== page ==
In the second, Boty's trying to show off the fire propagation system, so he loads up one of Visman's saves and sets his activists upon a building. The building flickers into flame, but Visman likes to play the game in a very particular way: he's dialled down the power of the activists, and he's dialled up the power of the cops. The cops arrive and start blasting everyone to pieces, and the people inside the building start putting out the fire. For 15 minutes we cluster round the screen and it's just - gah! - stalemate. The flames build up, then they start to decrease again. Up, down, up, down. Eventually, after chucking in a load more activists, a car crashes into the building and the whole thing falls. Phew.
Power without responsibility
Wildfire's brilliant fun to mess around with, then, but the team admits that it isn't quite sure what it really is yet - or how to release it. Both issues are tightly intertwined, and over course of my visit, Boty and the PomPom men fire questions back and forth constantly. How much to give away up front? How to layer in monetization? What should the first release look like? How much handholding should the team provide?
"It's so overwhelming," says Michael. "There's so many people who are going to look at it and not be able to see all the little systems. That's why we're putting in actual levels to complete. I want people to know what's going on - to look at it and understand what's actually happening in the simulation and to introduce each system - ambulance service, police, electricity - one at a time. I don't want to alienate a proportion of people who won't be able to understand it."
It's got levels? "Yeah, it's got levels," says Boty. "Our first level is where you see just people, and you put your finger down and they become inspired to activism. Then we've got levels with a house and work, and they travel between the two on a cycle, and you've obviously got to break the cycle.
"Also, they retreat into the houses when it's night and that sort of thing, and you have to have enough force and enough people on your side to knock down the house. We're building up the systems. I can tell that Miles is of the mind to say, "Here's the world, screw it up," and Mike's got his game design head on instead. I'm kind of in the middle.
"To me, it's a propagation engine. It's about the spread of disease, ideas, anything. We could have levels where you have an oppressed village and literacy breaks out, or where it takes twenty of your guys to sacrifice himself to make a soldier stand down. This does happen. Soldiers do turn. They have morals." He laughs. "And we can do all of this with sliders!"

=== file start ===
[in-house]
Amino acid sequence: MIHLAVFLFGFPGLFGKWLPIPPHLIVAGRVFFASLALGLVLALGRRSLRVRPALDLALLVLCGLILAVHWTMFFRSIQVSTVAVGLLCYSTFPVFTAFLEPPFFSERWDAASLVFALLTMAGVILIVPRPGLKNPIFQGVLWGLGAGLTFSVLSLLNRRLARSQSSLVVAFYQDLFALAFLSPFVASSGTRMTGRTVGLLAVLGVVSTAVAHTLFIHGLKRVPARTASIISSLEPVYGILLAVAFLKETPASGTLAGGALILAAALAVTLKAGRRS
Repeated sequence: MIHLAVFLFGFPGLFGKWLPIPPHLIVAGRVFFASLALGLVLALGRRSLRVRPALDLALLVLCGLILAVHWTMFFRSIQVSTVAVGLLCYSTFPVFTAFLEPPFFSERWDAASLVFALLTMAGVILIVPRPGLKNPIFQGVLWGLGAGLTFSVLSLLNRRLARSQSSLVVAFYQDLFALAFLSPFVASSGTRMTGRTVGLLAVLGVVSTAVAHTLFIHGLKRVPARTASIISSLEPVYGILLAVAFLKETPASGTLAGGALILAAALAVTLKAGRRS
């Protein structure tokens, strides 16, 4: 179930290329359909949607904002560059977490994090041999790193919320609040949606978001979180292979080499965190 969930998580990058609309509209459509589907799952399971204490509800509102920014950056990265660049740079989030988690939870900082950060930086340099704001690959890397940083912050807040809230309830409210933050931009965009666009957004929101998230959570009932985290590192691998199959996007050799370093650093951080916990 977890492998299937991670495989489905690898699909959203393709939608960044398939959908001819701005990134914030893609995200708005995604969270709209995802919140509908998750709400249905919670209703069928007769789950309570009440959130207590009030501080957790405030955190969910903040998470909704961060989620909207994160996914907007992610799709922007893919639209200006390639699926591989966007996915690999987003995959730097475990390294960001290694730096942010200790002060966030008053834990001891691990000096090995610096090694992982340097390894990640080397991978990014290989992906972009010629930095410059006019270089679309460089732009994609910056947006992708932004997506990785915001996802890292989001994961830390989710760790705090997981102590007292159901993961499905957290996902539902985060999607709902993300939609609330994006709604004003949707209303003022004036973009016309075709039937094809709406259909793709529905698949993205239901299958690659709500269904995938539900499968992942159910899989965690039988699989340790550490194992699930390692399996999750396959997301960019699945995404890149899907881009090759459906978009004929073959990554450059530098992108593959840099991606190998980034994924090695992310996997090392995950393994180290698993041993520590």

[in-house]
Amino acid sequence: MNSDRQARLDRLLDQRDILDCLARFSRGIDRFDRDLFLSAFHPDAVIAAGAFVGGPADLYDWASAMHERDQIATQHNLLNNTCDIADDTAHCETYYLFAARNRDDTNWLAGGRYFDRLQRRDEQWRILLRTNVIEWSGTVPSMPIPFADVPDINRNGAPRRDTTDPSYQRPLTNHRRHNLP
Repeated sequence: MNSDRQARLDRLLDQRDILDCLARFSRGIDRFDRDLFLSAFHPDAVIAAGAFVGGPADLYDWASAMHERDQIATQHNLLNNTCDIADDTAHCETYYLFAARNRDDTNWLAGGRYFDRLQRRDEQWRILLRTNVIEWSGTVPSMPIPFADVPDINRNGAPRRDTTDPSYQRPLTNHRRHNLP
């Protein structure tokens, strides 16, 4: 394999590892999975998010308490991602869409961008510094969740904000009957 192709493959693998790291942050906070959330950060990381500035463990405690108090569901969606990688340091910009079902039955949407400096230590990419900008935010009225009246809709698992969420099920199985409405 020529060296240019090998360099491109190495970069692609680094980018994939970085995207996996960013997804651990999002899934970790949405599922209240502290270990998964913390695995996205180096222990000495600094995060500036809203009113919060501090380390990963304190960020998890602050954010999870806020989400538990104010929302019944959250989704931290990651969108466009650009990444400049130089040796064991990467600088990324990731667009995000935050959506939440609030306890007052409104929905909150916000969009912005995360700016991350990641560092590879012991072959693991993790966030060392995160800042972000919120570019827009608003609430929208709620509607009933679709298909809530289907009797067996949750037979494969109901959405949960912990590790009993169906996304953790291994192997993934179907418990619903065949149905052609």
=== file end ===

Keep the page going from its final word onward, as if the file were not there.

So it's not that Wildfire's struggling to become a game, then - it's that it could be almost any kind of game at the moment. In the space of five minutes, Michael suggests ideas that could see it as a puzzler, an action adventure, or a comprehensive RTS (this last one is brilliant, incidentally, and involves limiting the number of activists you can place at any one time).
Multiplayer, DLC, payment model? All up in the air when I visit. At the moment, though, the team's at least committed to a basic plan: delivering a sandbox city, a selection of levels to orient players, and sliders that allow more inquisitive minds to then mess with the variables.
"To me, it's a propagation engine. It's about the spread of disease, ideas, anything. We could have levels where you have an oppressed village and literacy breaks out, or where it takes twenty of your guys to sacrifice himself to make a soldier stand down."
The sliders are where it's at, if you ask me, allowing you to nerf the police, dial up the rate at which buildings catch fire, and fiddle with all manner of other weird elements. They tie into my favourite aspect of the project, too, which is that the player can do as much or as little as they want to in this world and the results are still worth watching.
The team's committed to listening to the community, too, and incorporating feedback. "That's what I keep saying," says Michael. "Whatever people want, we'll do it. No matter how rubbish the ideas are, if they want to do that with the game, we'll make it happen." (At the very least, Wildfire should have two basic components on or near launch, I suspect: the ability to export to YouTube in-client, and a level editor that allows players to create their own cities and share them around. This last one's tricky, of course, but the developers are aware of its importance.)
Whatever happens to Wildfire before its release - or even afterwards - it would be a shame to see too much of its bold, even heroic, aimlessness eroded, though. If you're going to be playing the game at five in the morning, bed sheets bunched around you and tea going cold on the nightstand, it's going to be the sheer playfulness of the thing that's hooked you in. It's going to be the fact that you've been messing around for six hours straight, making things up as you go, and now you can't quite pull yourself away. As long as that survives, Dot Product could be onto something special.
If it dies? If it dies, there could be a riot.